Muscle Tendon Syndrome

1328 Words6 Pages
1. INTRODUCTION: The malady trigger finger earns its name from the painful popping or clicking sound elicited by flexion and extension of the involved digit. First described by Notta in 1850 [1], it is caused by a difference in diameters of a flexor tendon and its retinacular sheath due to thickening and narrowing of the sheath. Though often referred to as stenosing tenosynovitis [2]. Several causes of trigger finger have been proposed, though the precise etiology has not been elucidated. Understandably, repetitive finger movements and local trauma are possibilities [3-4], with such stress and degenerative force also accounting for an increased incidence of trigger finger in the dominant hand [5-6]. There are reports linking trigger finger…show more content…
The aim of the study was to find prevalence of work-related musculoskeletal disorders in musicians. Out of 507, 12% of subjects were diagnosed with trigger finger (muscle-tendon syndrome). The causes explained in the study were carrying heavy instruments and repetitive movements of fingers [11]. A retrospective review of 130 professional musicians was done by Katherine Butler and Ian Winspur in London, UK in 2009. Data regarding their medical condition, instrument played, length of time off the instrument following surgery and the time taken to return to full normal professional playing were recorded and analyzed. According to the data analysis only 0.8% of subjects were found to have trigger finger, total time off instruments was 2 weeks and total time until full playing was 5 weeks [12]. A cross sectional study conducted by Danit Langer et al, at School of Occupational Therapy, Hadassah and Hebrew University, Jerusalem, Israel in 2016. The study reports that the incidence of trigger finger in general population is 2.6% and 10% in diabetes patients…show more content…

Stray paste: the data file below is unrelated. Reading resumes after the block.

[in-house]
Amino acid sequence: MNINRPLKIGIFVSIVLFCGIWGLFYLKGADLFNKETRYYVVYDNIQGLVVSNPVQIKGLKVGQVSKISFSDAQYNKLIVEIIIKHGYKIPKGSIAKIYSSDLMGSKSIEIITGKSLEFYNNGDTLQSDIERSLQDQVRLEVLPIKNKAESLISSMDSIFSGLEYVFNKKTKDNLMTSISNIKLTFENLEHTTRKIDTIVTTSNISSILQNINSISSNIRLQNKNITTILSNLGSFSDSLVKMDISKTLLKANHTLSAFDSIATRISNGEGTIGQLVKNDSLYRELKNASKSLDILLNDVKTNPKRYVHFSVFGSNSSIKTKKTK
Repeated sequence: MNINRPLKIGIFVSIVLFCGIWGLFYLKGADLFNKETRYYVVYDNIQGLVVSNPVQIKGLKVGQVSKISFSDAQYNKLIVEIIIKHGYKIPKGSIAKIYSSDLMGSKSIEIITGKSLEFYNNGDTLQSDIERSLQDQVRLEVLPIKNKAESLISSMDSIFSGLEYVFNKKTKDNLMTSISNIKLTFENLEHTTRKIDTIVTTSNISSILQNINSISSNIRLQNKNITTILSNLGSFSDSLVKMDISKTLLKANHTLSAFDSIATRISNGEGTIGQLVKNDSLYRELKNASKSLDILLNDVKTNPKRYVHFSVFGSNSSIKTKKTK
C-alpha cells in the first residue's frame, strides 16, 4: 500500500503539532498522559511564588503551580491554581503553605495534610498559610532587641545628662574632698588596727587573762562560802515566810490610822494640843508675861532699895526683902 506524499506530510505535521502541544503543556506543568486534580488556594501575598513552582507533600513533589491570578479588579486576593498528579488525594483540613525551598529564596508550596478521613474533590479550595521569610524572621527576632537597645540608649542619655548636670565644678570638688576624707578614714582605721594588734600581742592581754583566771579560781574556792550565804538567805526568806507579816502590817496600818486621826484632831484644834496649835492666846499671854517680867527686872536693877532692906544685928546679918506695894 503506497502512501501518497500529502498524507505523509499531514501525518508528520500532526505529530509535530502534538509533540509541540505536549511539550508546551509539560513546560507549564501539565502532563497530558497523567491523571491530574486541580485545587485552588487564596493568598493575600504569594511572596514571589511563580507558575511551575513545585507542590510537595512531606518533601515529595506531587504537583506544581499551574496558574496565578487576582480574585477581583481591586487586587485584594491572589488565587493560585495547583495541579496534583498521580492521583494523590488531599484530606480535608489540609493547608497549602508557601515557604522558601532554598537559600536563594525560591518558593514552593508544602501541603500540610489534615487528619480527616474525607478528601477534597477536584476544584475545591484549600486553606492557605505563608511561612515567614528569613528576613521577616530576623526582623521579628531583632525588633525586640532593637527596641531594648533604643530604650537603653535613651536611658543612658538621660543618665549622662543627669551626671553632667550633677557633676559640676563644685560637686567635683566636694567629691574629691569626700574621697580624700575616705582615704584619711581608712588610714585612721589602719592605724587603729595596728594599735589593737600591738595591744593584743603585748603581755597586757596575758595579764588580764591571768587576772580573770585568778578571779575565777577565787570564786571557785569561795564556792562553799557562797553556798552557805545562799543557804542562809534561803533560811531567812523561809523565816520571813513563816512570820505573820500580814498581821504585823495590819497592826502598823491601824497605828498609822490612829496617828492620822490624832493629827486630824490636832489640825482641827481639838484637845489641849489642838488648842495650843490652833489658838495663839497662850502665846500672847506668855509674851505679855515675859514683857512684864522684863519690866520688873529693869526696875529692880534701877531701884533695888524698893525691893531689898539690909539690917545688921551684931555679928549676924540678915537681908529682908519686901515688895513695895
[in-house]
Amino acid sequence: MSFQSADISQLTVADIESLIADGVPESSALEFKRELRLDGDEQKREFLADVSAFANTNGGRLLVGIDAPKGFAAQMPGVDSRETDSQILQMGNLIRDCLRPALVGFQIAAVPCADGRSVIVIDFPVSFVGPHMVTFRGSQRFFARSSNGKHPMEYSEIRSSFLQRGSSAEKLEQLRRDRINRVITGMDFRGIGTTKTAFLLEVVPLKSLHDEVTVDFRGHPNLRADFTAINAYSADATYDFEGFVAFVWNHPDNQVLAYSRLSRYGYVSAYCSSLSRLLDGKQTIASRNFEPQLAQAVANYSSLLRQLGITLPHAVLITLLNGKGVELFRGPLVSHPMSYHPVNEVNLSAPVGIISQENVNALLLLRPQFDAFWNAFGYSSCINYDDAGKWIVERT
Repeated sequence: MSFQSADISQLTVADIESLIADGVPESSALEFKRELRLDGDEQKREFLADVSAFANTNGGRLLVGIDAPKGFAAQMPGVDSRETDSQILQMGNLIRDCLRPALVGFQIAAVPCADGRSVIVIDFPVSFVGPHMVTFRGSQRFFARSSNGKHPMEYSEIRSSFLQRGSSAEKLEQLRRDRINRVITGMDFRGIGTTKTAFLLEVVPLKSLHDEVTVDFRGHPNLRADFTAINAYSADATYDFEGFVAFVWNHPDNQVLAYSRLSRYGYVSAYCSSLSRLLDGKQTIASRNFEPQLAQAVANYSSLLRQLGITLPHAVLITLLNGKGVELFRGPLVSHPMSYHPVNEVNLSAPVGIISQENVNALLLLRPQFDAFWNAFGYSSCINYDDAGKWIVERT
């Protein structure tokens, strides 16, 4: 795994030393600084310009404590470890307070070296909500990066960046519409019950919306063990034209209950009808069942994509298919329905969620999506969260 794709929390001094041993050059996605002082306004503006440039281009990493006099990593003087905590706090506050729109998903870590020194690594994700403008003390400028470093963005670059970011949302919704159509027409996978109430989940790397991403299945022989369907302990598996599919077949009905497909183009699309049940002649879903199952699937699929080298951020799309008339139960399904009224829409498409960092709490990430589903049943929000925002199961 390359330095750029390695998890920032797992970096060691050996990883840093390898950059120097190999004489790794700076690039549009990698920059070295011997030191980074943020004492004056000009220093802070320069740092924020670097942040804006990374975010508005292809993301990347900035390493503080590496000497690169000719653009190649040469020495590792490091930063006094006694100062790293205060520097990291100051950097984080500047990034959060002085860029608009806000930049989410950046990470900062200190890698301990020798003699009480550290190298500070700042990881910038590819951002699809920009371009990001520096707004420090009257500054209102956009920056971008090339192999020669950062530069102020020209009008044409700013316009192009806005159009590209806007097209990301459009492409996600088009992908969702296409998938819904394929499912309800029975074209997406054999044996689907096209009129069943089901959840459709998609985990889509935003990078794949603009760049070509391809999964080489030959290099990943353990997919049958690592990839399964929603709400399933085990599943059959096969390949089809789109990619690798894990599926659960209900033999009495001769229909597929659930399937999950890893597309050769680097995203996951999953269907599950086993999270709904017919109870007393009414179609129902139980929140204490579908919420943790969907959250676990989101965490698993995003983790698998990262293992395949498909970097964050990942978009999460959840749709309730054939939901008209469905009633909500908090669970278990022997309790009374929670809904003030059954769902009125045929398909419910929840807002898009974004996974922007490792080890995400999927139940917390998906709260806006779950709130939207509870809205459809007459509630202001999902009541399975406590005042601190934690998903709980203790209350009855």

The study reports that the Guitarists are vulnerable to the type of tenosynovitis known as trigger finger (stenosing tenosynovitis). In guitarists, the middle and ring fingers are the most frequently affected [14]. A systematic review of the literature was conducted by Paula ECG Nielsen et al, at Department of Occupational and Environmental Medicine Bispebjerg Hospital, Denmark in October 2010. In her study she reported about the relationship between repetitive fast movements of hands and tendonitis included de Quervain’s disease, trigger finger, and tendnitis/tenosynovitis. The prevalence of tendon injuries including trigger finger was 10.8% in high repetitiveness and 0.6% in low repetitiveness [15]. A study was conducted by S. Sheibani-Rad et al, at McLaren Regional Medical Center/Michigan State University, Flint, Michigan, United States in 2013 on hand disorders in musicians. In the study she explained about upper extremity disorders in musicians and she placed tendon injuries in the category of overuse syndrome. Author discussed about other injuries in the study where it was reported that 22% of musicians suffer entrapment neuropathy and the nerves seen entrapped mostly were median and ulnar nerves. The string players were more prone to nerve entrapment neuropathies than other musicians. The study also reports about the presence of TOS in flautists and the prevalence ranges from 9% to 13% [16].

More about Muscle Tendon Syndrome

Open Document